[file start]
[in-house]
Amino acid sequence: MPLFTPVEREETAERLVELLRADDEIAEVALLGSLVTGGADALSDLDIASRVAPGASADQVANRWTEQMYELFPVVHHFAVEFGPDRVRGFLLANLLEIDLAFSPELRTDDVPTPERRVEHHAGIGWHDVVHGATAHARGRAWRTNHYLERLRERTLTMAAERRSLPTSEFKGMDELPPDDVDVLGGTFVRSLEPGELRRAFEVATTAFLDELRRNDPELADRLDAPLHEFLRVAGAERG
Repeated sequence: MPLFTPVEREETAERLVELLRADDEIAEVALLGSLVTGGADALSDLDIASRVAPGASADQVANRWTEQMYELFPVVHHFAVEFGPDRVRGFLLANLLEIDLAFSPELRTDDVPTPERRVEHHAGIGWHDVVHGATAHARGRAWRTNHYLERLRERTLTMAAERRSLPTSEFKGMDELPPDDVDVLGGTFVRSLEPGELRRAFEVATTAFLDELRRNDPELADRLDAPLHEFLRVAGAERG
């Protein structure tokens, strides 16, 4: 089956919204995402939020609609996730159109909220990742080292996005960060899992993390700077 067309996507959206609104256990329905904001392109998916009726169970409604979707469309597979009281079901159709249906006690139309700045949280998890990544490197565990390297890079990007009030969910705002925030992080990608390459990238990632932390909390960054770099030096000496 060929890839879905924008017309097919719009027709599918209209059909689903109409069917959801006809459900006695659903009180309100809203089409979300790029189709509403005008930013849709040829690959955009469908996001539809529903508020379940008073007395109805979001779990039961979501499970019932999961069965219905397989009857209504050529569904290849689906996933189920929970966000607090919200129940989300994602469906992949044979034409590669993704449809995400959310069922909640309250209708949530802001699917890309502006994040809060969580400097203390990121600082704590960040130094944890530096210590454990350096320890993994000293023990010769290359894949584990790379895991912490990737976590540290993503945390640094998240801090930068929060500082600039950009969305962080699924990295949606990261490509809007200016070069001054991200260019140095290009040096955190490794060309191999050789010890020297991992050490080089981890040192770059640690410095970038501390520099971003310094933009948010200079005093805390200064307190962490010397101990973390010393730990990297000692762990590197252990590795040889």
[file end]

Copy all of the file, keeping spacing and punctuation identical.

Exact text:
[in-house]
Amino acid sequence: MPLFTPVEREETAERLVELLRADDEIAEVALLGSLVTGGADALSDLDIASRVAPGASADQVANRWTEQMYELFPVVHHFAVEFGPDRVRGFLLANLLEIDLAFSPELRTDDVPTPERRVEHHAGIGWHDVVHGATAHARGRAWRTNHYLERLRERTLTMAAERRSLPTSEFKGMDELPPDDVDVLGGTFVRSLEPGELRRAFEVATTAFLDELRRNDPELADRLDAPLHEFLRVAGAERG
Repeated sequence: MPLFTPVEREETAERLVELLRADDEIAEVALLGSLVTGGADALSDLDIASRVAPGASADQVANRWTEQMYELFPVVHHFAVEFGPDRVRGFLLANLLEIDLAFSPELRTDDVPTPERRVEHHAGIGWHDVVHGATAHARGRAWRTNHYLERLRERTLTMAAERRSLPTSEFKGMDELPPDDVDVLGGTFVRSLEPGELRRAFEVATTAFLDELRRNDPELADRLDAPLHEFLRVAGAERG
């Protein structure tokens, strides 16, 4: 089956919204995402939020609609996730159109909220990742080292996005960060899992993390700077 067309996507959206609104256990329905904001392109998916009726169970409604979707469309597979009281079901159709249906006690139309700045949280998890990544490197565990390297890079990007009030969910705002925030992080990608390459990238990632932390909390960054770099030096000496 060929890839879905924008017309097919719009027709599918209209059909689903109409069917959801006809459900006695659903009180309100809203089409979300790029189709509403005008930013849709040829690959955009469908996001539809529903508020379940008073007395109805979001779990039961979501499970019932999961069965219905397989009857209504050529569904290849689906996933189920929970966000607090919200129940989300994602469906992949044979034409590669993704449809995400959310069922909640309250209708949530802001699917890309502006994040809060969580400097203390990121600082704590960040130094944890530096210590454990350096320890993994000293023990010769290359894949584990790379895991912490990737976590540290993503945390640094998240801090930068929060500082600039950009969305962080699924990295949606990261490509809007200016070069001054991200260019140095290009040096955190490794060309191999050789010890020297991992050490080089981890040192770059640690410095970038501390520099971003310094933009948010200079005093805390200064307190962490010397101990973390010393730990990297000692762990590197252990590795040889």